when the internet stops being a playground

Last week, a post appeared on the Gay Girl in Damascus blog reporting that the blog’s author, Amina Arraf, had been kidnapped by security forces. People responded. They tweeted, they wrote to Syrian embassies, the news got picked up by LGBT and mainstream news.

However, there were doubts about whether this person existed. Liz Henry observed “I would hate to have my existence doubted and am finding it painful to continue doubting Amina’s. If she is real, I am very sorry and will apologize and continue to work for her release and support”. What if this person did exist and was in danger? Amina may not exist – but what if she did, what if she had been kidnapped and was being forcibly deported, beaten or abused? The stakes seemed too high to just dismiss it.

Liz Henry had her doubts, based on experience with other hoaxes, and wrote about them in two posts: Painful doubts about Amina and Chasing Amina. Ali Abunimah and Benjamin Doherty carefully examined what evidence they had to work out Amina’s identity.

The Amina blogger turned out to be Tom McMaster – a 40 year old male Masters student studying in Edinburgh. He apologised, claiming that he did “not believe that I have harmed anyone — I feel that I have created an important voice for issues that I feel strongly about”. LGBT bloggers in Syria were understandably furious. Contrary to McMaster’s claim that he did not harm anyone, they describe tangible ways he has made their lives and online activities less safe – drawing authorities’ attention to their activism, forcing them back into the closet, caused people to doubt their existence or the authenticity of their reports. As Brian Whitaker says, “[l]iving a fantasy life on your own blog is one thing, but giving an interview to CNN while posing as a representative of the region’s gay people appears arrogant and offensive, and surely a prime example of the “liberal Orientalism” that MacMaster claims to decry”.

In a weird twist, the editor of “Lez Get Real”, Paula Brooks, has also turned out to be a straight man. He said that he “didn’t start this with my name because… I thought people wouldn’t take it seriously, me being a straight man”. I have to admit, with some annoyance, that I have not noticed straight, cisgendered, white men as having a particular problem with “not being taken seriously” – this is privilege 101 stuff.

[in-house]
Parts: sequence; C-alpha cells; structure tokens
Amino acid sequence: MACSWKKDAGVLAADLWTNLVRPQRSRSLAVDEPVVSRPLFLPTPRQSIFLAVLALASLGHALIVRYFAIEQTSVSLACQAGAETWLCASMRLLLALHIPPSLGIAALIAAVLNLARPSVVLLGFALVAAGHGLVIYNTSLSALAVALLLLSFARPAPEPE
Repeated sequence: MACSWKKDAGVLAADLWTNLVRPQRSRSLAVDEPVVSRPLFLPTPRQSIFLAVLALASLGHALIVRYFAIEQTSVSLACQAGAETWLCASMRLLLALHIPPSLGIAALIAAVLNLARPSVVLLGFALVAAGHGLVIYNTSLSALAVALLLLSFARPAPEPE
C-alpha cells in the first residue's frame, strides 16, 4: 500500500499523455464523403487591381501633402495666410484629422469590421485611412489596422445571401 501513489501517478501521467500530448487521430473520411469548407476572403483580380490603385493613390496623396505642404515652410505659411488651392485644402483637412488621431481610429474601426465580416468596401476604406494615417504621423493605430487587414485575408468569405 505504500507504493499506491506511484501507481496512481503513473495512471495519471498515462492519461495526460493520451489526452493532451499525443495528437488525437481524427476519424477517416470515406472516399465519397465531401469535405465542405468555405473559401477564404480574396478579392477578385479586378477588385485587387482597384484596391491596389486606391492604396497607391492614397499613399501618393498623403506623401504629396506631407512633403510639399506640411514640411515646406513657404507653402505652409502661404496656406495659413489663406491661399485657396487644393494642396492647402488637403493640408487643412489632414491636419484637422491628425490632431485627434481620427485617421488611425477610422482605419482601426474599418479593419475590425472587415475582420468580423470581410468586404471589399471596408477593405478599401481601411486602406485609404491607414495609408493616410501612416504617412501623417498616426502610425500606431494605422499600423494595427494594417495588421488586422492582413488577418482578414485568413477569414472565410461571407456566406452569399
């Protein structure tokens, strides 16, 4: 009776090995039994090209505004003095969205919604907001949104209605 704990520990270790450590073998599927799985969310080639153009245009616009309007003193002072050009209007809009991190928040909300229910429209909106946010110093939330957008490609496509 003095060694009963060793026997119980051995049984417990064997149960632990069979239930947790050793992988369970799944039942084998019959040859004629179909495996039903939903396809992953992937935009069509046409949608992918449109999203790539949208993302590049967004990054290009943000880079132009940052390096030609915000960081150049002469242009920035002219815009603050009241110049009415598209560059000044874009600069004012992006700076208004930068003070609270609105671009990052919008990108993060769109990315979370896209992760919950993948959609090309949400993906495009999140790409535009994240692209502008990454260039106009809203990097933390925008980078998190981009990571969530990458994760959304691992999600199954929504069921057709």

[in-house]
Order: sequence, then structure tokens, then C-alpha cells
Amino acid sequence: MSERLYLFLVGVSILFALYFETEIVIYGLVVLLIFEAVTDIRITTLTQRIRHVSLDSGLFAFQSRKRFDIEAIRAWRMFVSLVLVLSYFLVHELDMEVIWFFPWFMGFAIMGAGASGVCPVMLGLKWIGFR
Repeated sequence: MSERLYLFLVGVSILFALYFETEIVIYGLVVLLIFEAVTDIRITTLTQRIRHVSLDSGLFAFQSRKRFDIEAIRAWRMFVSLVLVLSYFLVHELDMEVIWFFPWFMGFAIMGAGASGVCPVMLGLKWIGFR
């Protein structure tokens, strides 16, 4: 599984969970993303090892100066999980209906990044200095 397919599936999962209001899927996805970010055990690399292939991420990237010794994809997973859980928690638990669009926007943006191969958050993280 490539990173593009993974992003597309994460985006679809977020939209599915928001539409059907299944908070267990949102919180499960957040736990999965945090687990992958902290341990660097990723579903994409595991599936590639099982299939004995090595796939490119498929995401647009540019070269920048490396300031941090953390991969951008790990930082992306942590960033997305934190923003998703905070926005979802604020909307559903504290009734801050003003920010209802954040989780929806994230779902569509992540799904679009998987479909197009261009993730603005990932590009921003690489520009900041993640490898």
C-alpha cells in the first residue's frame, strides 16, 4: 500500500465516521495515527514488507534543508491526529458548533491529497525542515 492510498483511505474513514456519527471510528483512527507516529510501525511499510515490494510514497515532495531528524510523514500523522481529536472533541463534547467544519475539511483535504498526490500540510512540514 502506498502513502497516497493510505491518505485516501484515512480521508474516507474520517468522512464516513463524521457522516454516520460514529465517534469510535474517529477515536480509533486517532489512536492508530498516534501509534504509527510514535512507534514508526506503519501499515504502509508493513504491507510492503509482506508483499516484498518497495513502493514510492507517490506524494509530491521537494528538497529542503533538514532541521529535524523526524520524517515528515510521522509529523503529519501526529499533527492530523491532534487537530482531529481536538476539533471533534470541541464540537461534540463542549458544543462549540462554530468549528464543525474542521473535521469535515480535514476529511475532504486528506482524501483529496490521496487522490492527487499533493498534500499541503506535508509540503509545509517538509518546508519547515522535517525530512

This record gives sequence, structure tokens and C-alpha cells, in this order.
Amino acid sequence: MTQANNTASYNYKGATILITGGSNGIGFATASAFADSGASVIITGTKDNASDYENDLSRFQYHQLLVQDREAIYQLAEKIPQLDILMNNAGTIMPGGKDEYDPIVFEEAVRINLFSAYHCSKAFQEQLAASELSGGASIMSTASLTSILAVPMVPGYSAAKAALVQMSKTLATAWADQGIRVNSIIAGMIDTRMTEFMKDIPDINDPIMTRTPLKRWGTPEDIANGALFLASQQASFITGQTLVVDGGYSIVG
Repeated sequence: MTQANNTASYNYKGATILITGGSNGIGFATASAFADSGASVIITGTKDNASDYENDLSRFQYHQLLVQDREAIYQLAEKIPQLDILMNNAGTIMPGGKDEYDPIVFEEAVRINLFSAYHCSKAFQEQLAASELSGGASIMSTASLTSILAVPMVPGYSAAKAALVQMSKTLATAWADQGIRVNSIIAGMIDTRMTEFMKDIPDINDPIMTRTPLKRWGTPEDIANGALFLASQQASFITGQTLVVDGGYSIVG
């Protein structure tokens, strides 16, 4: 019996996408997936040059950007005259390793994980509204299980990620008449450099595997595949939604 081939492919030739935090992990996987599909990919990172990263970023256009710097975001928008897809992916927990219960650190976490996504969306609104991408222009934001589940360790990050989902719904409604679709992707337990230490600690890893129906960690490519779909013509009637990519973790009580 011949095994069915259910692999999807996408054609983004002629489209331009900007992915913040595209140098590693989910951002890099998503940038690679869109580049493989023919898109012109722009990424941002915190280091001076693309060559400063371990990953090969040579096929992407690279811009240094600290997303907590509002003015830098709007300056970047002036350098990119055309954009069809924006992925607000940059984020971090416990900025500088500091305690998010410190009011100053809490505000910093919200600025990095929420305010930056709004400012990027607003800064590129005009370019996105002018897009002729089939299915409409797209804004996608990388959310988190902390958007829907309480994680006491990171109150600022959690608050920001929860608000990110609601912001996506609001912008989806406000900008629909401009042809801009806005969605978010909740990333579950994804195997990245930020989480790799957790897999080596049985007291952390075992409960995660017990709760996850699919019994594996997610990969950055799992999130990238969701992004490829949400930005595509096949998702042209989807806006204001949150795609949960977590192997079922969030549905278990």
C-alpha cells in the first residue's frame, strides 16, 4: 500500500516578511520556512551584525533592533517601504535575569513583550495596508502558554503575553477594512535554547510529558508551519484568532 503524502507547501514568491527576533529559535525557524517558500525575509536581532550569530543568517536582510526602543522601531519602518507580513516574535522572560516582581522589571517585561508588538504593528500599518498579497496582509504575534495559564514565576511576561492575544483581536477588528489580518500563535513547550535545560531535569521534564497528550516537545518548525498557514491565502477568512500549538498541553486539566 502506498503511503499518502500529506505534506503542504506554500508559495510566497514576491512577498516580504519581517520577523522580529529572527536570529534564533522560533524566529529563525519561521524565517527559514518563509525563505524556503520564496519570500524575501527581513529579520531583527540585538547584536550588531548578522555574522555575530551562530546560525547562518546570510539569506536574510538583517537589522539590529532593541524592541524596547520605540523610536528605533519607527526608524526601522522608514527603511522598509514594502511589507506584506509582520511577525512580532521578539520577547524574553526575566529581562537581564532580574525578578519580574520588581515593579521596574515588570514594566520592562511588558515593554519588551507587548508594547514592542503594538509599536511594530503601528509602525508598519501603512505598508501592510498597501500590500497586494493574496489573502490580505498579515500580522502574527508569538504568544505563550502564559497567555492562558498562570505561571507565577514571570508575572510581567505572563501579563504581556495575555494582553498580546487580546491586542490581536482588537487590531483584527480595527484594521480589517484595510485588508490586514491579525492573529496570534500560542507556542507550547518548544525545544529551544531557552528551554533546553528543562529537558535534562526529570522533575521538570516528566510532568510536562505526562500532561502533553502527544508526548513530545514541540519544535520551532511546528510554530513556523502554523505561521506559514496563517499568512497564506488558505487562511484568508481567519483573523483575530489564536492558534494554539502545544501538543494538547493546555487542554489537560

What this seems to be is a clash of internet cultures. On one hand, the internet is perceived as a playground for identities. As Liz Henry notes, people may have good reason “to conceal their identity and to develop relationships online under a screen name. They might like to express an aspect of their personality that would not mix well with their professional life. They might have gender identity issues they are working through. They might be in a family situation that makes it unsafe for them to come out as gay. They might write fiction using characters whose stories are under copyright”.

However, on the other, citizen journalism and minority blogging relies on authenticity; of you experiencing something that mainstream media doesn’t cover. It relies on telling your truth, shining light into areas where top-down media does not, or cannot, reach. It can be incredibly powerful – Baghdad Burning was just one example. There’s a tension between the internet as a consequence-free playground for identity, and the fact that sometimes these identities have very real consequences.

I also note that it’s straight white men doing this, and I’m finding it difficult to interpret this in isolation of that. @paleblurrr observed, in a series of tweets, “straight and/or white men not getting automatic respect/authority afforded to them in mainstream society in queer and/or poc communities, instead of respectful engagement from a place of privilege, fake identities to infiltrate and feel “powerful”. that’s all about power & control, ensuring they dominate conversations & are centre of our attention at whatever cost to others. can’t ever not be about them. Ever.”

I think what bothers me is the deliberate lying, manipulation and deception. Not stating your identity and allowing people to make their assumptions is one thing. Experimenting with different voices and persona in a setting where that’s acceptable and acknowledged is another. But creating a persona that is a member of a minority group and using that to speak on behalf of people when you do not share their lives, experiences or oppressions, and putting real people in danger when they cared about your created persona? That seems different, and makes it a much more complicated, uncomfortable and deeply problematic situation.

Edited to add: A few links which I thought were interesting – Said says Amina Hoax MacMaster-mind is Orientalist, Identity drag: Amina, appropriation and accountability and Men masquerading as lesbians online: allies or cowards?.

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One Comment

  1. Agreed, as always. M.x

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